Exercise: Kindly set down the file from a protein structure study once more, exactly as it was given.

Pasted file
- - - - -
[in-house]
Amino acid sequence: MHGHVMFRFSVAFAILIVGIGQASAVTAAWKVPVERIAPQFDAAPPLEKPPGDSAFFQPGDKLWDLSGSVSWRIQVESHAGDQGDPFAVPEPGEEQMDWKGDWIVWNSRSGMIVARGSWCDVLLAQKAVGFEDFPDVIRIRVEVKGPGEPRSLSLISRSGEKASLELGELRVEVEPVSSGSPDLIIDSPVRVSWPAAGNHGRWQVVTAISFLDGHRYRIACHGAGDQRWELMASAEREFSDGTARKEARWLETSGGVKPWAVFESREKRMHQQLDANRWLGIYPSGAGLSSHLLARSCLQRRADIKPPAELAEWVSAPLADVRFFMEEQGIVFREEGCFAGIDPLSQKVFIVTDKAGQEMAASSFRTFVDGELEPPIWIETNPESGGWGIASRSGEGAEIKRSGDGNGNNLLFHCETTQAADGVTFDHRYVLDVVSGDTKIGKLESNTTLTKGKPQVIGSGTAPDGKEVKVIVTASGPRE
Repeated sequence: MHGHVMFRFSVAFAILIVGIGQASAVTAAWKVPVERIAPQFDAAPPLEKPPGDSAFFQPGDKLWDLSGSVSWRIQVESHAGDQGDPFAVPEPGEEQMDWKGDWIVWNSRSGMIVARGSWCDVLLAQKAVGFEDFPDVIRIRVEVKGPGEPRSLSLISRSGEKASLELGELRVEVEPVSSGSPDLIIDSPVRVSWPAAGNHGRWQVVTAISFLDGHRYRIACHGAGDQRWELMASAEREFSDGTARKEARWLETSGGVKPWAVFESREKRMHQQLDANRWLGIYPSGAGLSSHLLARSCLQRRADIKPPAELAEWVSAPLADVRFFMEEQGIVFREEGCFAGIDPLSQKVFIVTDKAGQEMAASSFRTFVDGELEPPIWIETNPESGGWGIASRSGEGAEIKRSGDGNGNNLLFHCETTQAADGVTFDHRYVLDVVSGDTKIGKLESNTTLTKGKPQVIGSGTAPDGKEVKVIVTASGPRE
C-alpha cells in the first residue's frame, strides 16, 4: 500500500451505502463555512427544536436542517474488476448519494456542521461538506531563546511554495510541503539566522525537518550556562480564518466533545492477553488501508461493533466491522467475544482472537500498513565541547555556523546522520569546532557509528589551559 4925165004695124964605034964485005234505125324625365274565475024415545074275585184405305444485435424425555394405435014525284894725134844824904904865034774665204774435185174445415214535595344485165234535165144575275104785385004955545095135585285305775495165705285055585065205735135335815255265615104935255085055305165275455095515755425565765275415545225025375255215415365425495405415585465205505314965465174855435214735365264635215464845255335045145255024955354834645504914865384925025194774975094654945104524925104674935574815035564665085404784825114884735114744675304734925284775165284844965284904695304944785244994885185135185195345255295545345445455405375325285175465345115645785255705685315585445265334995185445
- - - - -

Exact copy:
[in-house]
Amino acid sequence: MHGHVMFRFSVAFAILIVGIGQASAVTAAWKVPVERIAPQFDAAPPLEKPPGDSAFFQPGDKLWDLSGSVSWRIQVESHAGDQGDPFAVPEPGEEQMDWKGDWIVWNSRSGMIVARGSWCDVLLAQKAVGFEDFPDVIRIRVEVKGPGEPRSLSLISRSGEKASLELGELRVEVEPVSSGSPDLIIDSPVRVSWPAAGNHGRWQVVTAISFLDGHRYRIACHGAGDQRWELMASAEREFSDGTARKEARWLETSGGVKPWAVFESREKRMHQQLDANRWLGIYPSGAGLSSHLLARSCLQRRADIKPPAELAEWVSAPLADVRFFMEEQGIVFREEGCFAGIDPLSQKVFIVTDKAGQEMAASSFRTFVDGELEPPIWIETNPESGGWGIASRSGEGAEIKRSGDGNGNNLLFHCETTQAADGVTFDHRYVLDVVSGDTKIGKLESNTTLTKGKPQVIGSGTAPDGKEVKVIVTASGPRE
Repeated sequence: MHGHVMFRFSVAFAILIVGIGQASAVTAAWKVPVERIAPQFDAAPPLEKPPGDSAFFQPGDKLWDLSGSVSWRIQVESHAGDQGDPFAVPEPGEEQMDWKGDWIVWNSRSGMIVARGSWCDVLLAQKAVGFEDFPDVIRIRVEVKGPGEPRSLSLISRSGEKASLELGELRVEVEPVSSGSPDLIIDSPVRVSWPAAGNHGRWQVVTAISFLDGHRYRIACHGAGDQRWELMASAEREFSDGTARKEARWLETSGGVKPWAVFESREKRMHQQLDANRWLGIYPSGAGLSSHLLARSCLQRRADIKPPAELAEWVSAPLADVRFFMEEQGIVFREEGCFAGIDPLSQKVFIVTDKAGQEMAASSFRTFVDGELEPPIWIETNPESGGWGIASRSGEGAEIKRSGDGNGNNLLFHCETTQAADGVTFDHRYVLDVVSGDTKIGKLESNTTLTKGKPQVIGSGTAPDGKEVKVIVTASGPRE
C-alpha cells in the first residue's frame, strides 16, 4: 500500500451505502463555512427544536436542517474488476448519494456542521461538506531563546511554495510541503539566522525537518550556562480564518466533545492477553488501508461493533466491522467475544482472537500498513565541547555556523546522520569546532557509528589551559 4925165004695124964605034964485005234505125324625365274565475024415545074275585184405305444485435424425555394405435014525284894725134844824904904865034774665204774435185174445415214535595344485165234535165144575275104785385004955545095135585285305775495165705285055585065205735135335815255265615104935255085055305165275455095515755425565765275415545225025375255215415365425495405415585465205505314965465174855435214735365264635215464845255335045145255024955354834645504914865384925025194774975094654945104524925104674935574815035564665085404784825114884735114744675304734925284775165284844965284904695304944785244994885185135185195345255295545345445455405375325285175465345115645785255705685315585445265334995185445